To read the first half of the immigration discussion, click here. You can read the introduction to this series here.

INC.COM: If this group could rewrite the immigration rules, what would they look like?

ROWENA CROSBIE: The difficulty is there's only 65,000 H-1B visas awarded every year. There are another 20,000 for people with masters degrees. The application's due on April 1st. They're awarded in October, but they're all gone on April 2nd. There just aren't enough -- 65,000 for the whole country, and most of them are going to folks with master's degrees and PhDs, not to carpenters and a lot of the labor that we really need. And now that everything's under Homeland Security, you can't even get congressional help. Had I not gotten congressional help, I would've been deported.

JOSH MORE: The majority of illegals here are visa overstays, not necessarily people who snuck across the border. So if they can come in legally, the problem is that they stay illegally. Securing the borders isn't going to work.

But making it easier for people to be here legally would make a lot more sense than necessarily cracking down on people who are here illegally. They would have to apply, though. I would not agree with blanket amnesty.

STEVE BOERS: There's a big burden to pay to train these people. We do a lot in the school system to teach them the English language. We have to draw the line in some shape or form of productivity, so that we're not carrying the whole load. I don't know how you do that with taxes or whatever, but we're all paying to train these people, and a lot of them are here illegally.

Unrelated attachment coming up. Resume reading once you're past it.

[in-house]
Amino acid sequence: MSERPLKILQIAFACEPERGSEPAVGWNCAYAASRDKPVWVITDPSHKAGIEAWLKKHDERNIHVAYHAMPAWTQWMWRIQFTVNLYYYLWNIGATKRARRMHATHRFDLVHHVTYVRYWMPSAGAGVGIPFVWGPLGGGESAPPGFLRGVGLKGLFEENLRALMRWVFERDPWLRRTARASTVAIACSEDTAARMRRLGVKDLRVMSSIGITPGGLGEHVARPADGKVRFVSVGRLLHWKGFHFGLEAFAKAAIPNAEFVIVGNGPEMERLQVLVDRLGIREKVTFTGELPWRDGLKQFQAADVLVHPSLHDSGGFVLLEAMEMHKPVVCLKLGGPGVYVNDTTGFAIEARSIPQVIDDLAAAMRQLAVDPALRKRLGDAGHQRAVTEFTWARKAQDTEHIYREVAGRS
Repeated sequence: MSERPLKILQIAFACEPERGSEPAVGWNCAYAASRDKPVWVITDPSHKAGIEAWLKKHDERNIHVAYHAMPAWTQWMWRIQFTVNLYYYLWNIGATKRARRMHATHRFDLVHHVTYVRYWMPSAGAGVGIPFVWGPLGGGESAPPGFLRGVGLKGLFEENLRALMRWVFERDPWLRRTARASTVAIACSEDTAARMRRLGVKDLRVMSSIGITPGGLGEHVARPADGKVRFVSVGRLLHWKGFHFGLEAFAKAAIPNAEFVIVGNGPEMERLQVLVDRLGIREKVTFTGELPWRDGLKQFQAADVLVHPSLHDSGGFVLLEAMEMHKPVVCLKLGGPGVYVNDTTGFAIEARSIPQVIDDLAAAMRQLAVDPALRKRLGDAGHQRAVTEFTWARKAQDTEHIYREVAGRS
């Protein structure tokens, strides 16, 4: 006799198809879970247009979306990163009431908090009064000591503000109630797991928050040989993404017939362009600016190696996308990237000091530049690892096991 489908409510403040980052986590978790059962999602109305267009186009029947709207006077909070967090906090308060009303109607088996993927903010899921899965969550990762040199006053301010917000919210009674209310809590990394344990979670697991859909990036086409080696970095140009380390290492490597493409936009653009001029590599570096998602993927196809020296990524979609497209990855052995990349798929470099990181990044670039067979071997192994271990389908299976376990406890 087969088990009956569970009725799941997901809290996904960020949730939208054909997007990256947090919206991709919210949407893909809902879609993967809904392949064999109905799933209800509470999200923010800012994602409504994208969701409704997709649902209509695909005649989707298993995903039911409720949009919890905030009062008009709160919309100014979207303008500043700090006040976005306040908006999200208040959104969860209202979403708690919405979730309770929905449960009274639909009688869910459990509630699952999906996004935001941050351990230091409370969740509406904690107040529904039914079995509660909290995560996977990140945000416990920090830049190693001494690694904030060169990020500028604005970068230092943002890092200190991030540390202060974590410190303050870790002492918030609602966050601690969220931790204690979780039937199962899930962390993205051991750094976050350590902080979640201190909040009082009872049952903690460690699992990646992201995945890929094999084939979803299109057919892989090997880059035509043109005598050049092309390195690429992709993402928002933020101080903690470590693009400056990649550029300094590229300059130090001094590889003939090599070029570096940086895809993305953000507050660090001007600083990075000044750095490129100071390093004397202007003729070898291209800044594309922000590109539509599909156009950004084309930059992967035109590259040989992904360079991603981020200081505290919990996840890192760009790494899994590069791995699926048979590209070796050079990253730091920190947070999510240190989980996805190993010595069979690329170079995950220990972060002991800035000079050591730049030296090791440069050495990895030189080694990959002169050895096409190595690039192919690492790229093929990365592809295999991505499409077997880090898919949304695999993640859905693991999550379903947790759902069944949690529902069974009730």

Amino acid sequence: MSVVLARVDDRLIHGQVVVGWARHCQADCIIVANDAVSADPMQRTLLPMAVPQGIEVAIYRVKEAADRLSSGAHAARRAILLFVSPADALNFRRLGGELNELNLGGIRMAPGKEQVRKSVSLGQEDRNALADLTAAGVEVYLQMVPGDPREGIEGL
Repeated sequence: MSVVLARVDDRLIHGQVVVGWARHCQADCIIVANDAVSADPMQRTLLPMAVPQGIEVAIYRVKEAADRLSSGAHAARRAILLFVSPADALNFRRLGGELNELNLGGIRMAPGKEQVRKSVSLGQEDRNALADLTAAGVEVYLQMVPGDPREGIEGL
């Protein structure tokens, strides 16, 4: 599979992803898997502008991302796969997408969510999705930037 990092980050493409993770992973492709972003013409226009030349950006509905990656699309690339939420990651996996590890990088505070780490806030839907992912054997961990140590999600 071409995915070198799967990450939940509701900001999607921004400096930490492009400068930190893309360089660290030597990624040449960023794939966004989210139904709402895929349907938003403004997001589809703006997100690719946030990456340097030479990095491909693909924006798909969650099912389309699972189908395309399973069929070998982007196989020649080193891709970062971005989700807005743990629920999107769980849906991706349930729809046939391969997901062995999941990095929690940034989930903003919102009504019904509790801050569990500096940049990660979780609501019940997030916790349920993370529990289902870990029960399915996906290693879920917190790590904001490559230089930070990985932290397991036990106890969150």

ROWENA CROSBIE: If you're working illegally, you're not remitting taxes, and that irritates me. And yet because of the culture we're in, we do feel an obligation to care for people because they're here. I don't agree very much with a lot of things our president is doing, but I do agree with his guest worker program, so that people could work here and remit taxes, for crying out loud.

INC.COM: Is the debate that the country is having right now the right debate on immigration? Or are we missing the big picture?

JOSH MORE: I think it's too focused on what people did wrong and less focused on actual solutions.

WAYNE HANSEN: It's a scattered debate, it comes from all directions and it never works its way to a solution. There's no doubt in my mind that we need immigrants -- we need the people who have come through.

HANK EVANS: You've got as many different probably all unsatisfactory answers as you've got candidates on both sides of the aisle. You've got as many solutions as you've got candidates, and none of them are good in my estimation.

In Part III, our entrepreneurs consider energy, national security, and the environment.